5 Ways to Find Out What You're Doing Wrong
Questionable fashion choices, braying laughter, supporting the Mets-- we all have our blind spots, right? There are things we just can't see for ourselves, even if the world is telling us otherwise.
Businesses are exactly the same. Every business has its own blind spots: The effective or inefficient activities which, unlike personal blind spots, cost money. In fact, I've yet to work with a single organization that wasn't giving away profit because of habits, attitudes, policies or procedures that irritated and alienated its employers, customers or clients.
Of course the conundrum is, how to you "see" a blind spot? As a leader, how can you know what you don't know?
The trick is in reframing your perspective. Catching a glimpse of your business from a new perspective can reveal wrinkles and blemishes.
Here are the five most effective ways to see your business in ways you've never seen it before:
1. Play musical chairs. Pair up your senior leadership team (including yourself) and have them each swap jobs for two days. If you're up for it, have everyone swap at the same time. Then watch and learn. (If you're a little queasy at the thought of what might go wrong, only swap one pair of executives at a time.) There is no single activity that will yield more insight into your organizational blind spots than pulling everyone out of their comfort zone and having them run a part of the business from a different perspective.
2. Talk to your supply chain. No one sees your blind spots better than the organizations in your supply chain. They interact with you all day, every day. So why not get their perspective? Don't waste your time with questionnaires. After all, you're dealing with blind spots, so you won't know what questions to ask. instead, identify your largest supplier and your smallest customer (they're who you probably struggle most to please), and invite them in for a day. Give them a tour, set up meetings with key personnel, and ask them what you can do better. Then listen. Hard.
3. Visit same-size companies in other industries. Most organizational blind spots are size-related, not industry-specific. In other words, your blind spots will have more in common with other businesses of a similar size and age than they will with other businesses in the same industry.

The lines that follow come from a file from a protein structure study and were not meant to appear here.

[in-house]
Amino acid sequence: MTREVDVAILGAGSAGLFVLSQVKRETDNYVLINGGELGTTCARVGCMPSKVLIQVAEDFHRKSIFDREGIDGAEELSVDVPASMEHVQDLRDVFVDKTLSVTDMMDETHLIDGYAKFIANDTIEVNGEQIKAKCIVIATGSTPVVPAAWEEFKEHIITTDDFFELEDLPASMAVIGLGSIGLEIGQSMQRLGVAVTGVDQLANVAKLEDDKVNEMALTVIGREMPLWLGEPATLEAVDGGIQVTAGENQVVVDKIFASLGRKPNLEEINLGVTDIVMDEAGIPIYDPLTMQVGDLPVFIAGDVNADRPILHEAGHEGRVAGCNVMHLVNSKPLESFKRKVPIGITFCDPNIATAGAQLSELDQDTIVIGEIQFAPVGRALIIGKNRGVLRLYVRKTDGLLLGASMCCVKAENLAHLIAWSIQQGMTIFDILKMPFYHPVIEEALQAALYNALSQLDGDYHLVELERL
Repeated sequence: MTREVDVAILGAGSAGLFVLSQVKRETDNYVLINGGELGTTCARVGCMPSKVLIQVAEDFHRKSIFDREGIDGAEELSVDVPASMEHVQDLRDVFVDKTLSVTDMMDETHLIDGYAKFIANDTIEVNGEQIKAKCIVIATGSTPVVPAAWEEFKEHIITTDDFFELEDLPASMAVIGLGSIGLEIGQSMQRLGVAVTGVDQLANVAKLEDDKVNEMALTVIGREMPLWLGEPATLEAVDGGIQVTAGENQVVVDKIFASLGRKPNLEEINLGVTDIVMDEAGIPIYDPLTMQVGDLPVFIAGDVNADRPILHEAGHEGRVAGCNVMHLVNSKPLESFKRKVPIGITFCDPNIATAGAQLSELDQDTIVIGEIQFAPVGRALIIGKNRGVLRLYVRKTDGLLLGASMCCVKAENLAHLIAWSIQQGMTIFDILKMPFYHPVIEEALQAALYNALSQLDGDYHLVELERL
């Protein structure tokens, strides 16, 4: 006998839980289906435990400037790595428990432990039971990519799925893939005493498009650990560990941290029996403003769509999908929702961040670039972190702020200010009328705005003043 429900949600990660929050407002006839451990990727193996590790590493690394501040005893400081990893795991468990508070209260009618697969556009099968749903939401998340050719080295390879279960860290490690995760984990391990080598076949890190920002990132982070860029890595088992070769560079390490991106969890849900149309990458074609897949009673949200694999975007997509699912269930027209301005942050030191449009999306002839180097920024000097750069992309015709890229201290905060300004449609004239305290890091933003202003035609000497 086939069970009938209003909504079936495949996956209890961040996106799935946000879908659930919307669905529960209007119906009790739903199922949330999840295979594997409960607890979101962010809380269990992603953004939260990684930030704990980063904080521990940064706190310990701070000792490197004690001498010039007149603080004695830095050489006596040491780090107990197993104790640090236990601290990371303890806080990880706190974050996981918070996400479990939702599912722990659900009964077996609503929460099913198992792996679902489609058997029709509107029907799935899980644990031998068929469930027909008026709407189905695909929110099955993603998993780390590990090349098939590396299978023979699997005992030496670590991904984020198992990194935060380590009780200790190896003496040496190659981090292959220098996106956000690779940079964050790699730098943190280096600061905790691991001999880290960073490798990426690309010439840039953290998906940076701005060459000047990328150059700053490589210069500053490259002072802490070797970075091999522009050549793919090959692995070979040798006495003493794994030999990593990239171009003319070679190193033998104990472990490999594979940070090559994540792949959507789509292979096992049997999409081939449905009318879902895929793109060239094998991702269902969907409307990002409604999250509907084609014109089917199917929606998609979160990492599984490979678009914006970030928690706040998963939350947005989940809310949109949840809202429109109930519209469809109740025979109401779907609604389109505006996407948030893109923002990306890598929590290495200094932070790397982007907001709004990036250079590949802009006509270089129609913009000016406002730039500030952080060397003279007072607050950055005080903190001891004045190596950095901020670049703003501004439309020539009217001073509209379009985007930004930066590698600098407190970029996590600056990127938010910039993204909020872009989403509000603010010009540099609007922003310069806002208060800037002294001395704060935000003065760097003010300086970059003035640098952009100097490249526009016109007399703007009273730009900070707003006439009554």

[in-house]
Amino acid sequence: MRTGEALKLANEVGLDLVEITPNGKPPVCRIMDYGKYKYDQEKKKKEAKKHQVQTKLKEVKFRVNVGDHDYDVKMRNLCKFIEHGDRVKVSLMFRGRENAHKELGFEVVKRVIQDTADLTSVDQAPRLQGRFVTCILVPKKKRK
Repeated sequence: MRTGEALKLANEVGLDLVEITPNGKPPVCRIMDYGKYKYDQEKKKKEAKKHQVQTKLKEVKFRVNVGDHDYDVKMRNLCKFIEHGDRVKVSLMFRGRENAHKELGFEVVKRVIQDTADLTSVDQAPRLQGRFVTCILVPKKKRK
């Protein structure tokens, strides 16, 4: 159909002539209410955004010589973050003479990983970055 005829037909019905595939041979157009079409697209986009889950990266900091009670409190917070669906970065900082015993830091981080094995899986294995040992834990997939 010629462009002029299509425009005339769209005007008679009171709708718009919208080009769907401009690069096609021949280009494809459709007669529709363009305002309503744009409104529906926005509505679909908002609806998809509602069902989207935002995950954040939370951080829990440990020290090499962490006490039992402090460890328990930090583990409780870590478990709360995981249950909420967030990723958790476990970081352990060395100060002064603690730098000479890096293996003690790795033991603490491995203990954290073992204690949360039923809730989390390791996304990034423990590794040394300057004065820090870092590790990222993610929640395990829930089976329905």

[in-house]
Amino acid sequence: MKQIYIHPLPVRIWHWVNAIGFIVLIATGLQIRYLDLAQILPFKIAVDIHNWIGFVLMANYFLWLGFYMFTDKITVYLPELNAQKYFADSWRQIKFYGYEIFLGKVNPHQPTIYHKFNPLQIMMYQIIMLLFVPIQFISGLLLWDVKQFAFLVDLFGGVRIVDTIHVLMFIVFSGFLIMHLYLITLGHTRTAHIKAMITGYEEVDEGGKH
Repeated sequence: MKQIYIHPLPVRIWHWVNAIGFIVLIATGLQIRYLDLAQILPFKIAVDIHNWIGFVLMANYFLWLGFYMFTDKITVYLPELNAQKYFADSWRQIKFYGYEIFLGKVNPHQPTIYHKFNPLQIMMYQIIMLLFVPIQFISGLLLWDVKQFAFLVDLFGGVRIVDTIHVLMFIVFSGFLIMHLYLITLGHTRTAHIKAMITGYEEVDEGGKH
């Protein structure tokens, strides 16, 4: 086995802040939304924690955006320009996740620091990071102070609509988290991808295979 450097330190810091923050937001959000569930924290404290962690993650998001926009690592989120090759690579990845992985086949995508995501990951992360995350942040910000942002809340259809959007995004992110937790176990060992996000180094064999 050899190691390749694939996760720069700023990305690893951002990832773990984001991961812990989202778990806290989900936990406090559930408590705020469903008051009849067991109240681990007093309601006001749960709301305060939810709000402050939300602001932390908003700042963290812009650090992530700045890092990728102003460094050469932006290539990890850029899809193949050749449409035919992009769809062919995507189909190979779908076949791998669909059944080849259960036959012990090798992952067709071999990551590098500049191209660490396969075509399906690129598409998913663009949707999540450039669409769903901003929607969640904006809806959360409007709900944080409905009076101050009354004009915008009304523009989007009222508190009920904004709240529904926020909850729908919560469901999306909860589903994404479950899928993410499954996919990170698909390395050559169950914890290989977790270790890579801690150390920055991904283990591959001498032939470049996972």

Find a willing, non-competing business that's approximately the same size and set time aside to get to know each other in more depth. Act as peer coaches. Reflect back what you see in each other's businesses that's good, bad and indifferent. Watch for dramatically different attitudes and practices from yours, and cherry pick those that will benefit your business.
4. Become a case study. Business schools are full of bright, enthusiastic individuals-- both the faculty and the students-- who can bring a wholly different perspective to your business. Why not volunteer to be a live case study for a semester at your local university or college? If you baulk at the idea of untested students giving you advice on your business, talk to the executive education department. They work with seasoned executives who attend shorter summer courses.
5. Take a sabbatical. There's no better pair of fresh eyes on the business than your own. The catch, of course, is achieving the fresh part. The easiest way to refresh your view is to take a sabbatical. This doesn't have to mean months away from the business (a non-starter for most business leaders). Your annual vacation can, if you plan it correctly, reframe your perspective substantially.
Most executives I know lose the potential benefit of their vacation by remaining closely in touch with the business. They use the time to catch up with business-related reading or research, returning in much the same frame of mind as they left.
Try this instead: Vacation as a complete break. Do things you wouldn't normally do, and let your brain rest entirely from work. (I know, I know, easier said than done, but no one said reframing is easy.)
Don't think of your no-work vacation as ducking your responsibilities. Instead, see it for what it is: An opportunity to reframe, a vital element in your leadership toolkit.